McLellan: We had a busload of guys who didn't show up to play
Marty Havlat has a goal and an assist in just four games with the San Jose Sharks this season. (USATSI)
Editor's note: Comcast SportsNet Sharks television analyst Bret Hedican will periodically give three thoughts on hot topics surrounding the team in a new feature we’re calling “Hedi’s Hat Trick.”
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1. Top shelf
Sharks defenseman Justin Braun entered Thursday night’s game against Vancouver with a team-high +13 rating, skating with partner Marc-Edouard Vlasic. According to Hedican, Braun should be garnering interest from those in charge of selecting the United States Olympic Team.
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Hedican gave his assessment of the 26-year-old Minnesota native.
BH: “A few years ago when he came in, I didn’t know if he would be fast enough to really develop into a defenseman that was going to be able to play at the highest level, for a long time. He has definitely solved his speed issue. He is now one of the guys that you never have to worry about a guy getting around him due to the speed factor. As a matter of fact, he is tracking guys down.
“Because of that, his game now has elevated to a level where I feel he is world class, and when I say world class, I mean the US Olympic Team. He’s a shut down d-man that is reliable, limits mistakes, and makes good, sound decisions consistently on an every day basis. That equals trust.”
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2. Empty netter
The Sharks miss Brent Burns, who came out of the lineup on Oct. 19 and is sidelined indefinitely from a series of high hits. Burns had four goals and four assists and a +9 rating in his first eight games before the injury, and his absence has been noticeable, specifically on the Joe Thornton line.
According to Hedican, though, Burns’ absence doesn’t just hurt his line. It affects the entire team negatively.
BH: “Originally, I would have said when Brent Burns was a defenseman, losing him probably wouldn’t have hurt the Sharks. Up at forward, when he’s out of the lineup, it hurts. He is a big body and is physical, and is hard for the opposing defensemen to handle down low. When you have a forward that is big, it’s hard to take the puck away from, and is going to be physical, it wears out a defense corps.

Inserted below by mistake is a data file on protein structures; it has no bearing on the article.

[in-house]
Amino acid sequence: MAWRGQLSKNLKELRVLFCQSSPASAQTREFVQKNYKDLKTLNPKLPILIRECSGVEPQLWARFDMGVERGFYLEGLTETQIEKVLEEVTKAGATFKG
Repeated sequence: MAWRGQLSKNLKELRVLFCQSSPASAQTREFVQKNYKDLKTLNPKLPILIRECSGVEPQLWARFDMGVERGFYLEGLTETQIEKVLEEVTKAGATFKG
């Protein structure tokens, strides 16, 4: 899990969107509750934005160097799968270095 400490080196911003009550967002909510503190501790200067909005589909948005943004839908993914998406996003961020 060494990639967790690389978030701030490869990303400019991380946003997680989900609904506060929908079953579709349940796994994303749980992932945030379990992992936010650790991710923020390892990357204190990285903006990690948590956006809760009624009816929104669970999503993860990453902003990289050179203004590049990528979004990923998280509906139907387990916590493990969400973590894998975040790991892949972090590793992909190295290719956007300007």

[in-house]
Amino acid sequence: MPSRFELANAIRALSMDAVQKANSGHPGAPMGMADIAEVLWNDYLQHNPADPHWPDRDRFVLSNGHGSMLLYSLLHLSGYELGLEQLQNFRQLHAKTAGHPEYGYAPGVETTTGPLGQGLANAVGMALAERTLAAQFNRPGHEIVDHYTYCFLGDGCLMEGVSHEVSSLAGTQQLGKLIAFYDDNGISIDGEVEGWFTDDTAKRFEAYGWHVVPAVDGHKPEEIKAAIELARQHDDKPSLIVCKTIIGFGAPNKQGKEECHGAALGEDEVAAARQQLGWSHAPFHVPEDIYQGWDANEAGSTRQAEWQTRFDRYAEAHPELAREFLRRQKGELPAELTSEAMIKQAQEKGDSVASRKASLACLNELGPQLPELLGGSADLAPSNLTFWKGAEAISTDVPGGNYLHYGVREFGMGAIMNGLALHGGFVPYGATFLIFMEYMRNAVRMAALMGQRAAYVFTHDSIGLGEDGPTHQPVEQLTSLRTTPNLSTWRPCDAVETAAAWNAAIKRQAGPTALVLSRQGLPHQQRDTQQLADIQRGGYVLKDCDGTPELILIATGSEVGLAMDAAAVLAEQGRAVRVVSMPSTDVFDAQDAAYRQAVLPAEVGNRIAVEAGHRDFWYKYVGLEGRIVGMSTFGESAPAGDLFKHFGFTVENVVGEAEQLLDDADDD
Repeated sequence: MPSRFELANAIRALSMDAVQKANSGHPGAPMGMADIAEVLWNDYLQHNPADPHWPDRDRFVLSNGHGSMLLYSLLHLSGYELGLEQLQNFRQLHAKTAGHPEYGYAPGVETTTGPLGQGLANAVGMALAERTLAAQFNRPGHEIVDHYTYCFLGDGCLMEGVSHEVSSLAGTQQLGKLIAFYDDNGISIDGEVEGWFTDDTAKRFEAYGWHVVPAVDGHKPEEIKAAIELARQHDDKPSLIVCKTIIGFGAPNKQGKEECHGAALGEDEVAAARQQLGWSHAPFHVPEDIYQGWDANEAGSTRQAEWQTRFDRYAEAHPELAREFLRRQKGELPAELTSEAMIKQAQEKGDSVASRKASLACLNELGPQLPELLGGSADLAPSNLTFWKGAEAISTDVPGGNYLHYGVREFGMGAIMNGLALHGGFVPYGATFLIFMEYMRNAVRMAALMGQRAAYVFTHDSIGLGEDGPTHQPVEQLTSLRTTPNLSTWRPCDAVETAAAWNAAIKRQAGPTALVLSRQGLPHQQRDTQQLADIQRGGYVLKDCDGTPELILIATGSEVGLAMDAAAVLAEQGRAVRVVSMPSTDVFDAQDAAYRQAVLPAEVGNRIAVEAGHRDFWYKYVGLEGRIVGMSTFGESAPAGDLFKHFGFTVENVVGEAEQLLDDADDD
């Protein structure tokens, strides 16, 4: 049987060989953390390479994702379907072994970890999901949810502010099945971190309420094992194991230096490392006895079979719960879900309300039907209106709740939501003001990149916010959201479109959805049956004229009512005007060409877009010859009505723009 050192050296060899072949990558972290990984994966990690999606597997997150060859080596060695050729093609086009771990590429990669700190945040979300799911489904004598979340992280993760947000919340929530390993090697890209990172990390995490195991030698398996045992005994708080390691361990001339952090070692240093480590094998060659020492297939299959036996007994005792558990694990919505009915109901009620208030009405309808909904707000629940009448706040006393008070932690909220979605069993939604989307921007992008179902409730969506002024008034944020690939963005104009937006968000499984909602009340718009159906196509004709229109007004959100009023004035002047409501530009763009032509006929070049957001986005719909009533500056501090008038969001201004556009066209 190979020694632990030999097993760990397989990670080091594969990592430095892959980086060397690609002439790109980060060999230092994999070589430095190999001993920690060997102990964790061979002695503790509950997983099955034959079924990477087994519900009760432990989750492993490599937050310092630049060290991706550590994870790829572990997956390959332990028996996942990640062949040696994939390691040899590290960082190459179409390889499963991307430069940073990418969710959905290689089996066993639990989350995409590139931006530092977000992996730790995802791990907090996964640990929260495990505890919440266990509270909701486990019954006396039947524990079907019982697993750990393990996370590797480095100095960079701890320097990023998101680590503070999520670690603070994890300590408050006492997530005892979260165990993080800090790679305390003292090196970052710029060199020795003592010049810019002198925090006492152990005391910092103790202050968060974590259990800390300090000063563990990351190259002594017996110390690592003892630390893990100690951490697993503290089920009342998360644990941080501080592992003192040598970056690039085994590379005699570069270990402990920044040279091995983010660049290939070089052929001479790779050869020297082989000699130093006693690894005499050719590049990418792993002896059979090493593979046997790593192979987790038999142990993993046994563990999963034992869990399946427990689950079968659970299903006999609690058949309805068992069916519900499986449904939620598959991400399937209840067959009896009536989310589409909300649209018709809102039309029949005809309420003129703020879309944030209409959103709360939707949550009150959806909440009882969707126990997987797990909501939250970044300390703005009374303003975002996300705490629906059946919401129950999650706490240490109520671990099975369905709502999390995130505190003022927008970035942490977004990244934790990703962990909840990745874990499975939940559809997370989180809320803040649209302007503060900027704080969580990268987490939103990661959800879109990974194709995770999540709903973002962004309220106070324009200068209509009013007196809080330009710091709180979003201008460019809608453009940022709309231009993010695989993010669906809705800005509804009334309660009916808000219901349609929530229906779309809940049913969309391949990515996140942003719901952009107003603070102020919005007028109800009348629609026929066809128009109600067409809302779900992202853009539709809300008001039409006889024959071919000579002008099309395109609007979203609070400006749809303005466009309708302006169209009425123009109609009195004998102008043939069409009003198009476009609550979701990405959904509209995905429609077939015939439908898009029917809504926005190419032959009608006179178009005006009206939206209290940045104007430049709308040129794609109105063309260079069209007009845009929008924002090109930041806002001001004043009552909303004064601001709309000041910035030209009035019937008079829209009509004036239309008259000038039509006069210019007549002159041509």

“Him being out of the lineup affects the wear and tear on opposing defenses. In turn, by the end of the night and in the third period, is where the Sharks can really be effective and wear a team down. That’s where they miss him the most.”
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3. Under review
Sharks forward Marty Havlat recently returned from offseason pelvic surgery, making his season debut on Oct. 30, and recording a goal and an assist in the 5-4 shootout loss to Buffalo on Nov. 5. He’s just four games into his season, which may be a bit too soon to analyze whether Havlat fits into the Sharks’ “hard and fast” system. Hedican would like to see a consistent effort from Havlat through his first 10 games before fully evaluating the 32-year-old winger.
[REWIND: Sharks outworked by Canucks in 4-2 loss]
BH: “I think Marty Havlat gets a passing grade right now. I would take the best game and the worst game he has over the course of a 10-game stretch, and throw those out. It’s the eight games in between that I’ll really judge him.
“He’ll have to be judged nightly, but ultimately, it’s the consistency that I want to see, the battle level, making plays offensively that he is capable of making on a nightly basis. I want eight solid, good nights out of 10, where you can say ‘this guy is making the team better.’ So, it’s too early to say, but I’m willing to give him a full 10 games before we judge what we’ve gotten out of those 10.”